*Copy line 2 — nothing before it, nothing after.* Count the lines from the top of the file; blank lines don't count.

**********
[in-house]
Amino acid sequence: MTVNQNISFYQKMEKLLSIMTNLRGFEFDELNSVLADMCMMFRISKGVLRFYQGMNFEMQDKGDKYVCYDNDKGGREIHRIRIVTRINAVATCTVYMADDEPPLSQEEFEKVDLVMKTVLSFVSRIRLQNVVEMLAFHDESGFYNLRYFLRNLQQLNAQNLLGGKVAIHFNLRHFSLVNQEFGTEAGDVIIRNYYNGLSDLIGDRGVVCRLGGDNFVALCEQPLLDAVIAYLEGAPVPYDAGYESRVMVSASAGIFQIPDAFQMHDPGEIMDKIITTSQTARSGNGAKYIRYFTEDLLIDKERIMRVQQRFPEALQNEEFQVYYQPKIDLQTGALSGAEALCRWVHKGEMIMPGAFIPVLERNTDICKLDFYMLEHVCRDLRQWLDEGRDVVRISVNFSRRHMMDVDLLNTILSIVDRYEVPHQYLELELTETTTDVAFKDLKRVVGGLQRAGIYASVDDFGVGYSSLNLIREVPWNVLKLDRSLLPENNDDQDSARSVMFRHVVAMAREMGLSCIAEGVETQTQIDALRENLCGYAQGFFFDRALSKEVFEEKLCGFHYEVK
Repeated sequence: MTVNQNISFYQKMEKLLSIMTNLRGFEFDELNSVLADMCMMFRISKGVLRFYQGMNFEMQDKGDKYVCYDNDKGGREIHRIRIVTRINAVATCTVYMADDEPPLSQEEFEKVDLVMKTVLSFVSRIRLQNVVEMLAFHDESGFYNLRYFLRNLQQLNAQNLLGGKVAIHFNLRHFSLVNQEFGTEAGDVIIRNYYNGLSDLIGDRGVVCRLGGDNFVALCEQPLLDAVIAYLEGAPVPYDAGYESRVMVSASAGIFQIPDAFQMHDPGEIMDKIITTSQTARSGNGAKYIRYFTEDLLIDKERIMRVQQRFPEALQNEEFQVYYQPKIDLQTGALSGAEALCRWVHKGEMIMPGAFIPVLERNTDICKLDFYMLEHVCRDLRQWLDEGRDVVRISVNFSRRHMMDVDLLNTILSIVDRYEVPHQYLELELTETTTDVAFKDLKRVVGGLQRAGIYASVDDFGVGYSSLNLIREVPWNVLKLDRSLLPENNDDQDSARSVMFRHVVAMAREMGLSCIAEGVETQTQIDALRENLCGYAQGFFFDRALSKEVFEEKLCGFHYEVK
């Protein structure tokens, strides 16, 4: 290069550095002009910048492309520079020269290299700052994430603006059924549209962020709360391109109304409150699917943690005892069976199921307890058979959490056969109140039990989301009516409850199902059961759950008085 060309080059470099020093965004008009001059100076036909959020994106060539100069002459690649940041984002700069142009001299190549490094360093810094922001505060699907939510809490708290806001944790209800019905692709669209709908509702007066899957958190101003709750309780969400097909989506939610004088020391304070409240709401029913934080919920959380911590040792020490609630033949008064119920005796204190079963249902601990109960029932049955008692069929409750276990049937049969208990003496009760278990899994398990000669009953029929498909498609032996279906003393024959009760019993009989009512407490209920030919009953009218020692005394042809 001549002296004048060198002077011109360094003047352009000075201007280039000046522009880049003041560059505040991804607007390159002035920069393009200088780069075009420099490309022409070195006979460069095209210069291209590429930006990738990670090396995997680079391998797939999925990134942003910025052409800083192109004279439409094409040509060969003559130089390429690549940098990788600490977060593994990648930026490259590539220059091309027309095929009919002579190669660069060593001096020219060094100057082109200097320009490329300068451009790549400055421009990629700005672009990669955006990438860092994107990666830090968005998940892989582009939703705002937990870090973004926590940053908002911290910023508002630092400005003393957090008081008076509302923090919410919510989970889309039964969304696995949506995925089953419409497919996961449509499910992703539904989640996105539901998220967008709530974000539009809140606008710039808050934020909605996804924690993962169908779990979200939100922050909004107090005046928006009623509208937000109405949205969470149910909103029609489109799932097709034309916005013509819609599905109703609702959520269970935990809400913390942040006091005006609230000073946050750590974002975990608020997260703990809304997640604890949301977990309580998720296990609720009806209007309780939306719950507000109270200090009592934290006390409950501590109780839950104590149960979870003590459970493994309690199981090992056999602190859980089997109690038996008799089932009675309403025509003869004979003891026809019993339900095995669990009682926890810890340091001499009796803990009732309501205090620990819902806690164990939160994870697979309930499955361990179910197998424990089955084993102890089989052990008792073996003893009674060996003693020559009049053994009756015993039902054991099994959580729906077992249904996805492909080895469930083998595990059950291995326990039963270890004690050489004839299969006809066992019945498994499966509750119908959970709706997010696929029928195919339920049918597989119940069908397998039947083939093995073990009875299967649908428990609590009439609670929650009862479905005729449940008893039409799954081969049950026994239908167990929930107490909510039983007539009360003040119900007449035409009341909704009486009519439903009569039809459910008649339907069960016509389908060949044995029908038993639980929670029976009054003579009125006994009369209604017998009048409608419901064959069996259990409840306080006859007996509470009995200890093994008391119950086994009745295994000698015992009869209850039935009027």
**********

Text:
Amino acid sequence: MTVNQNISFYQKMEKLLSIMTNLRGFEFDELNSVLADMCMMFRISKGVLRFYQGMNFEMQDKGDKYVCYDNDKGGREIHRIRIVTRINAVATCTVYMADDEPPLSQEEFEKVDLVMKTVLSFVSRIRLQNVVEMLAFHDESGFYNLRYFLRNLQQLNAQNLLGGKVAIHFNLRHFSLVNQEFGTEAGDVIIRNYYNGLSDLIGDRGVVCRLGGDNFVALCEQPLLDAVIAYLEGAPVPYDAGYESRVMVSASAGIFQIPDAFQMHDPGEIMDKIITTSQTARSGNGAKYIRYFTEDLLIDKERIMRVQQRFPEALQNEEFQVYYQPKIDLQTGALSGAEALCRWVHKGEMIMPGAFIPVLERNTDICKLDFYMLEHVCRDLRQWLDEGRDVVRISVNFSRRHMMDVDLLNTILSIVDRYEVPHQYLELELTETTTDVAFKDLKRVVGGLQRAGIYASVDDFGVGYSSLNLIREVPWNVLKLDRSLLPENNDDQDSARSVMFRHVVAMAREMGLSCIAEGVETQTQIDALRENLCGYAQGFFFDRALSKEVFEEKLCGFHYEVK